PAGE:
Keep moving – often during the colder months, our levels of activity can decrease, which can, in turn, increase the severity of pain related to osteoarthritis. The current research and guidelines for managing osteoarthritis recommend regular aerobic and resistance (strengthening) exercises for our muscles and joints (5). This doesn’t mean running marathons or going to the gym, this could be as simple as walking, cycling or swimming as well as completing strength-based exercises 2-3 times per week.

Will exercise harm my joints?

Low to moderate-intensity exercise itself does not have a harmful effect on our joints, nor does it cause the progression of the condition. If performed at a suitable intensity for your body, strengthening exercises can strengthen the muscles around your joints, offload the affected joint and slow down the progression of any further changes in the joint(s).

Other benefits of exercise?

Exercise is recommended by the World Health Organization as part of a healthy lifestyle, it allows us to stay healthy physically, as well as mentally – if you would like to read more about the effects of exercise and our mental health click here.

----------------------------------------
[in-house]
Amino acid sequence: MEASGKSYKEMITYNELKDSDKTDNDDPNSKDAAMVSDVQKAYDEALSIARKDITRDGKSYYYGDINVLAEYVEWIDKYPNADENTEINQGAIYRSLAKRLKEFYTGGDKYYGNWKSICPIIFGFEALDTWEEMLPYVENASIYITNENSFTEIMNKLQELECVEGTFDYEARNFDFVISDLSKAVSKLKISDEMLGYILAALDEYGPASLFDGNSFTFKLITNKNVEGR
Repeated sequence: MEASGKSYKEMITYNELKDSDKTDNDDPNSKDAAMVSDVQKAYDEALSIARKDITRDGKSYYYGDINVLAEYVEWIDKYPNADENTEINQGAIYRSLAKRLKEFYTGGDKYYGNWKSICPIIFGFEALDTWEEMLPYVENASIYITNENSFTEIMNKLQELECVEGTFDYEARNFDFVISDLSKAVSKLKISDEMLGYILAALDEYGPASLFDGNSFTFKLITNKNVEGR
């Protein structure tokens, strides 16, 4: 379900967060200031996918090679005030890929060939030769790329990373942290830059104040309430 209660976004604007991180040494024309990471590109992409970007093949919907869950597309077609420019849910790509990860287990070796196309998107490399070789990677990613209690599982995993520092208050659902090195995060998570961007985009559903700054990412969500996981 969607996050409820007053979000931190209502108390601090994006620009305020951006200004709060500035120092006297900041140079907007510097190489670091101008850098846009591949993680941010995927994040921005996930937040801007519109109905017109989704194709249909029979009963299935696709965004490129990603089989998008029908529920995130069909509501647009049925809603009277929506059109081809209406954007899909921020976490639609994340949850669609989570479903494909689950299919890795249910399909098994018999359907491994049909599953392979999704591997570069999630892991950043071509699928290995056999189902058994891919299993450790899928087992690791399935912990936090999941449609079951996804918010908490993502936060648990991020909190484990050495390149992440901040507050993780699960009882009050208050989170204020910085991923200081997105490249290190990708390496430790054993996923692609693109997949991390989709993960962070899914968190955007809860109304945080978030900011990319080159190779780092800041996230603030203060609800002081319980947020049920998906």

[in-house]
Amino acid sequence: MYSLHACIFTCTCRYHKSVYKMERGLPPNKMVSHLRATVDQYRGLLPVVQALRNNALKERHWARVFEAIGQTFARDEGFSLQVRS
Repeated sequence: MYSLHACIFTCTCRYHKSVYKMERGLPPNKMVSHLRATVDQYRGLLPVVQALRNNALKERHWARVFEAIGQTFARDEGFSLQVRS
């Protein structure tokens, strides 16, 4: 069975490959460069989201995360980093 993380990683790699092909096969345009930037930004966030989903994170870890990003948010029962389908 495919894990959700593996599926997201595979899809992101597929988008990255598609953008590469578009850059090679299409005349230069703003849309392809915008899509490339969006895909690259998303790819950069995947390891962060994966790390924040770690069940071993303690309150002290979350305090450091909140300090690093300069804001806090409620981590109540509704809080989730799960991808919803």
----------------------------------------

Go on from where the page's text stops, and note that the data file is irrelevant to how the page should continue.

Which form of exercise is best?

All exercise is good for our health. However, research has shown that strengthening exercise is the gold standard, specifically when managing osteoarthritis (6). Keeping our muscles strong helps to support or joints, and absorb some of the load that goes through our joints. However, finding a form of exercise that you enjoy and can consistently maintain is a must for longevity.

Try supplementation -there is plenty of information around supplementation for that of a separate blog post entirely. However, there are a few supplements that may be beneficial for the management of osteoarthritis-related pain.

  • Vitamin D: vitamin D is naturally produced by the body by contact with sunlight. During the winter time as the nights get longer and our exposure to the sunlight reduces, our production of vitamin D can often take a hit.